It is a sad fact of life that it is harder to sell peace and tolerance in our world than terror, death and destruction, especially in the global press.
The war in Ukraine has dominated the headlines over the past few weeks. Now, the terrible new wave of terror that has killed innocent victims in Hadera, Be’er Sheva and Bnei Brak has shifted the focus in the Middle East.
In my country, sadly, bad behavior at Hollywood’s Oscars ceremony last weekend has overshadowed even the killings in Israel.
So you would have to really hunt to find any news in America of the meetings that recently took place in the Negev desert. This is a shame because they are significant and historic.
A few days ago, for those who missed it, the foreign ministers of the UAE, the US, Egypt, Israel, Morocco and Bahrain came together for an extraordinary summit at Sde Boker in Israel. If you ever wanted to see the black-and-white contrast between the bridge builders of peace in our world and those who want to destroy, it all took place right there in front of our eyes.
The mere fact that these high-ranking officials had gathered in Israel is breathtaking. And the fact that all of them, in unison, condemned the recent deadly attacks is heartening. On the other side of the global divide between good and evil, Hamas, Islamic Jihad and Hezbollah (an Iranian proxy), congratulated the attackers.
This is the clash our world is facing: A clash between bridge builders and those who use terror and fear to divide us for their own warped goals.
There is something else that is important and it should not be missed. It is now apparent that all of these nations that have established a relationship with Israel share the same enemies in the region, namely terrorist groups, some of which operate in the name of Sunni or Shiite ideologies.
Therefore the summit in the Negev — and before that the trilateral summit in Sharm El-Sheikh attended by Egyptian President Abdel Fattah El-Sisi, the UAE’s Crown Prince Mohammed bin Zayed Al-Nahyan and Israeli Prime Minister Naftali Bennett — is as important as it was unprecedented.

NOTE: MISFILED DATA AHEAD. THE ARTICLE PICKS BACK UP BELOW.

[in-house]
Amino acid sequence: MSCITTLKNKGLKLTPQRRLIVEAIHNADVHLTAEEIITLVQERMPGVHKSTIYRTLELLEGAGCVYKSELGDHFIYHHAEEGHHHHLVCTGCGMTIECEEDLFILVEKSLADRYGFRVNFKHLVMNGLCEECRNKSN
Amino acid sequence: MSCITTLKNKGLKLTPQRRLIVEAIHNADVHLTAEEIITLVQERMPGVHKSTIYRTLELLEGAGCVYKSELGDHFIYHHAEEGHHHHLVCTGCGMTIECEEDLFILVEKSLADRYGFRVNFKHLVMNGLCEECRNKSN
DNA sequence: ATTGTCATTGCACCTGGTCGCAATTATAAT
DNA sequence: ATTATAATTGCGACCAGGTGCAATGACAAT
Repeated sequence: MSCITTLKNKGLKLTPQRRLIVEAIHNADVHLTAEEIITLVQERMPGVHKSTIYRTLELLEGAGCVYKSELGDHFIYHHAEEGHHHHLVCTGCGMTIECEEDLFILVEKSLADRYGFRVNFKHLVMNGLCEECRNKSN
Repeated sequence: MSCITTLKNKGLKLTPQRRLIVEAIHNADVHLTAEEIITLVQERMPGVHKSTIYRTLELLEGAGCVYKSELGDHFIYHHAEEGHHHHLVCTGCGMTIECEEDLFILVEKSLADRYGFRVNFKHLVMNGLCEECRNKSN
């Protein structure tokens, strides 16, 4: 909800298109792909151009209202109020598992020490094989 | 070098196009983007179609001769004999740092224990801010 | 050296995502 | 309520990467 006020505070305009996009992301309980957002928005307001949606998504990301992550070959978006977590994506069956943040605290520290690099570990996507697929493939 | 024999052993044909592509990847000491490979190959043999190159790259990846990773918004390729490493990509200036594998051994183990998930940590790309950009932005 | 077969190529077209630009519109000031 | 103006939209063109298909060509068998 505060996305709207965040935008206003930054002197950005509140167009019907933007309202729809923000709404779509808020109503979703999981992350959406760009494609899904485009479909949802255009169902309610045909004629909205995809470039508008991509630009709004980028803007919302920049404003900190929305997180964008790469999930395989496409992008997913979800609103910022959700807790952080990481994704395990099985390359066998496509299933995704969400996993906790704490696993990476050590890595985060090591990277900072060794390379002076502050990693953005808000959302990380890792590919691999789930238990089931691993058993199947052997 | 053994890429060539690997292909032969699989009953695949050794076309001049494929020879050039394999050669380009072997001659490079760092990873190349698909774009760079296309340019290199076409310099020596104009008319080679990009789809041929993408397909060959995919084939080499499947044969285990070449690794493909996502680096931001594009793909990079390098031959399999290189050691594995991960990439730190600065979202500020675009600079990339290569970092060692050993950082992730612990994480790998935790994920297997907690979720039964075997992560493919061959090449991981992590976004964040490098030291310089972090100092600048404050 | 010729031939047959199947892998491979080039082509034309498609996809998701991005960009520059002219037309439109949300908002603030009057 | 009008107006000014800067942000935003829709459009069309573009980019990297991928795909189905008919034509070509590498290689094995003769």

The American-Arab-Israeli alliance should work together to prevent Iran’s nuclearization.
Ronald S. Lauder
Such meetings reinforce the 2020 Abraham Accords peace agreements and lay the foundations for an even wider alliance between most Arab nations, the State of Israel and perhaps even Turkey. The seemingly elusive dream of a “New Middle East” seems no longer to be simply a dream, even though you have to hunt to find it mentioned in most newspapers.
All of this has come about for two reasons. The fear of Iran’s growing influence in the region — and its potential access to nuclear weapons, if the new deal being pushed by the US and Europe is agreed — has prompted both Jews and Sunnis to join forces to confront the radical Shiite threat.
Also, a deep disappointment with America’s semi-isolationist policies is driving moderate Arab leaders to discern that their only truly trustworthy ally is their small, but mighty, neighbor: Israel.
This has led to full diplomatic relations, free trade agreements, direct flights, burgeoning tourism, and ambitious economic initiatives between Israel and its Gulf neighbors, creating a formidable new regional structure that is rising before our very eyes. Accelerated intelligence and security cooperation measures also form part of the foundations of this impressive new network.
Israel, Bahrain, Morocco, the UAE, Jordan and Egypt, together with the US, must strive to amplify the bold initiative they have already launched.
The US and Israel must become active partners in a regional defense alliance that will provide the moderate Arab world with a strategic Iron Dome. Saudi Arabia, the UAE, Bahrain, Morocco and other Arab nations should become active partners in mitigating the Israeli-Palestinian conflict and preventing a one-state catastrophe. And the American-Arab-Israeli alliance should work together to prevent Iran’s nuclearization and to safeguard the West’s energy security in light of the uncertainty caused by Russia’s invasion of Ukraine.
This might sound like a Utopian vision but it is not. Egyptian President Anwar Sadat, Israeli Prime Ministers Menachem Begin, Yitzhak Rabin and Shimon Peres, and King Hussein of Jordan were all true visionaries: They dared to dream of peace when the Middle East was marked by daily bloodshed. And they left the world better and safer, not poorer and more dangerous, through their actions during their courageous lives.
Now, seeing the foreign ministers of Egypt, the UAE, Bahrain and Morocco standing together with the US secretary of state in Israel restores the hope that peace is possible. It should not — it must not — be squandered.